If you were to start a new church today, where would you start? What exactly do you need to consider yourself as a church?  What is your purpose?  Who is going to help you build your church?

Some of the problems I saw in the U.S exist in this country on a more massive scale. Here, throughout the country are dotted countless churches in rural communities built during boom times and now the burden of care is falling on a population that doesn’t recognise this blue dot in the centre of everyone and everything.

Today I received a newsletter from my home church in the U.S.  Two souls just died and a family that had been a large part of the church is splitting apart – the children are moving to China and the parents are moving to Chicago.  I felt the pain of these changes through my heart.  I love these people and this church.  They have worked tirelessly through some very big changes.  The previous building was sold and they now have a profit of close to $2 million to rebuild but not enough bodies to carry the load.

Is all this work falling on blind eyes?  Do all our wails fall on deaf ears?  God has a plan and we are part of it.  Every day is a testimony to his great work.  Thankfully, Lent begins this week.  God never intended for man to ignore his natural laws in our daily lives.  In the first chapter of Genesis, at the end of every day, ‘God saw that it was good’.  We can’t live without this knowledge that what we are doing is good.  We need to hear it ourselves and we need God to tell us and sometimes that means that we need to tell others that God tells us.  This praise and thankfulness needs to filter through our very beings in everything we do.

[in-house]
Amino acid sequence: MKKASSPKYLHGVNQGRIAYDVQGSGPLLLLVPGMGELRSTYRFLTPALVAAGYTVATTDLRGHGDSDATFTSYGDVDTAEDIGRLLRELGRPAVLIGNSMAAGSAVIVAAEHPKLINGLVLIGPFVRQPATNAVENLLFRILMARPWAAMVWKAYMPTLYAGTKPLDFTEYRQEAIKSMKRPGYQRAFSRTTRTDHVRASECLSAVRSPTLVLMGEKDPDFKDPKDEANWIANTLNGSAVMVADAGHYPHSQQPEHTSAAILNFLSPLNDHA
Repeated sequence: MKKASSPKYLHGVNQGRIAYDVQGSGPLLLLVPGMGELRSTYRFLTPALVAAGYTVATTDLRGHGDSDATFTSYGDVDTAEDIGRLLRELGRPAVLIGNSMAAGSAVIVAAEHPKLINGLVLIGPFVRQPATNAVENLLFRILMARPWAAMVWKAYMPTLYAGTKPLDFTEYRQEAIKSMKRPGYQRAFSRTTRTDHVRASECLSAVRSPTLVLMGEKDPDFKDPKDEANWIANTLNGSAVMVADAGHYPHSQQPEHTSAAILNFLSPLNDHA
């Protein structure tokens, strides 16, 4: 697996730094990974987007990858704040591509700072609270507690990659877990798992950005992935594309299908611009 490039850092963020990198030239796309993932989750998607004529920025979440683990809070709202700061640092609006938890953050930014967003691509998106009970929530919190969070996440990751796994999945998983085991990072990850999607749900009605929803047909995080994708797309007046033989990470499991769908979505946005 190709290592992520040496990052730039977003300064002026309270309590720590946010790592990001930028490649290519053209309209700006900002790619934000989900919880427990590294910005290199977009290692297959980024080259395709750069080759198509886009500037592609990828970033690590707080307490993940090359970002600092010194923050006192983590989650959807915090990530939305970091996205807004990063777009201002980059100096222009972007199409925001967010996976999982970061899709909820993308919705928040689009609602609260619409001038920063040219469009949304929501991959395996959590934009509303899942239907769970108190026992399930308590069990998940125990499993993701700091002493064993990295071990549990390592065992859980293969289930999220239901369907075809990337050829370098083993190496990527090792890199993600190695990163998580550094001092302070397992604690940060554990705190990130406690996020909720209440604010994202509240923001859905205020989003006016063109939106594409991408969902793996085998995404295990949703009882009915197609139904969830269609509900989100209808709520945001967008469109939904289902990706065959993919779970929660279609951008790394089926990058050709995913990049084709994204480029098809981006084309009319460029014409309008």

I don’t know the answer to the problems of our churches but God does.  This Lent, let’s spend extra time just listening to what God wants.  I know what questions I am going to bring to him.  I also know that God’s plans are better than anything we can conceive.  Let’s turn it over to God and spend time listening.

So for me, whatever the weather, I am going to find more time to go outside to feel his presence in the world of creation, to study the Bible more thoughtfully, to listen to the CD-rom ‘Relaxing into Prayer’ available on this web site, to be thankful for every blessing.  God speaks and I don’t want to miss a word he has to say.